|The Zionist polity of Mandate Palestine proudly fashioned itself as a majority Hebrew culture equipped to assimilate a diverse body of Jewish immigrants into a hegemonic Hebrew center. In practice, however, it was a clear minority society within a majority Arabic-speaking territory and region. The Arabic-speaking context of Palestine was not simply the “outside” or “other” beyond the borders of a sealed Jewish or Hebrew enclave, but rather a multifaceted context around and within the Yishuv that impressed itself upon the Hebrew Zionist project and forced a series of negotiations, both conceptual and practical, by a nominally all-Hebrew society. My paper explores how Zionist discussions about the persistence and functions of Arabic within and beyond the Yishuv shed light on the limits of Hebrew hegemony and the shifting contours of Jewish-Arab relations over the course of the Mandate period.|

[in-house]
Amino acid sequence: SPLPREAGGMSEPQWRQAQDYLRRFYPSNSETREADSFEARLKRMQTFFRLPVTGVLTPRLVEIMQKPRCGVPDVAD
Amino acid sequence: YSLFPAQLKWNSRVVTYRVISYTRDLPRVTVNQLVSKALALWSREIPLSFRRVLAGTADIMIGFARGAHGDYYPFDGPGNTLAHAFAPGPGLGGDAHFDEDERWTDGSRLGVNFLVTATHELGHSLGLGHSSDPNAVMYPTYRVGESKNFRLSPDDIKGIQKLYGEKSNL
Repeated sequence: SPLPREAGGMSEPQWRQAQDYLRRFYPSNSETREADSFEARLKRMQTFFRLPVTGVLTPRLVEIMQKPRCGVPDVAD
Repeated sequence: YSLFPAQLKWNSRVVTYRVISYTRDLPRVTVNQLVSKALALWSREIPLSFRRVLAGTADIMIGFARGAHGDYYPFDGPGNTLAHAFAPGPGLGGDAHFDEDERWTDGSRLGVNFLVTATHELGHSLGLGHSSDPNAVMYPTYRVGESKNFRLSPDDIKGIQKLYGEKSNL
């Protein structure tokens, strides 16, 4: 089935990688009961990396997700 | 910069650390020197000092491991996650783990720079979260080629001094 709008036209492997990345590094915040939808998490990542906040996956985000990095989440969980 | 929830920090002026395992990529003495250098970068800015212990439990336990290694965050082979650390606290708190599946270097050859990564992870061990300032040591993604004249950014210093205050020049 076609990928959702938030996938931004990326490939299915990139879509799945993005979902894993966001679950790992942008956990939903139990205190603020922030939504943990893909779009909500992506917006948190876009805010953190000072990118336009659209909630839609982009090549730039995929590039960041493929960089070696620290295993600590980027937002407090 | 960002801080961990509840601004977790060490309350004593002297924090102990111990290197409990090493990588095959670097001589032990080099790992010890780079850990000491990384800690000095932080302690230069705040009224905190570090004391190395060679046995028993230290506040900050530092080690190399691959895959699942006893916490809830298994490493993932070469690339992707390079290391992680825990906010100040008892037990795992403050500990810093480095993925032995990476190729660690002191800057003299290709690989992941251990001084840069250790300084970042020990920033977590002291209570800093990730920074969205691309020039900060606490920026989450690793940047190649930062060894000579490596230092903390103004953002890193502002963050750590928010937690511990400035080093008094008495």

Historians of the Zionist project have often emphasized the growth and development of Hebrew culture with minimal regard for the non-Jewish, non-Hebrew, and non-European context of the Yishuv. The now growing study of Jewish-Arab relations in the late-Ottoman and mandate periods is an important step towards rectifying this oversight. Looking at the Arabic language as an object of Zionist discourse—as reflected in a myriad of Zionist archival and non-archival sources, journalistic works, journals, memoirs, and records of inter-communal correspondence—allows us to relate between spheres of Zionist concern often regarded separately, demonstrating the scope of the Arabic-speaking context of the Yishuv and emphasizing that this context must be thought of as a convergence of political, commercial, bureaucratic, as well as symbolic pressures, some complicated by coexisting pressures from other non-Hebrew languages, namely English and major European Jewish immigrant languages. Zionists (of both European and non-European origin) reflected on Arabic as a language of propaganda and surveillance; they debated the linguistic implications of employing of Arab labor and buying Arab produced goods in both agricultural and urban contexts; they considered the pressures on the Yishuv of the trilingual (English-Arabic-Hebrew) bureaucracy that had emerged in the mandatory context, and they reflected on Arabic in educational settings as a key toward unlocking the authentic Semitic identity of a people long in European exile. To be a minority entailed persistent and revealing reflections on the language of the majority.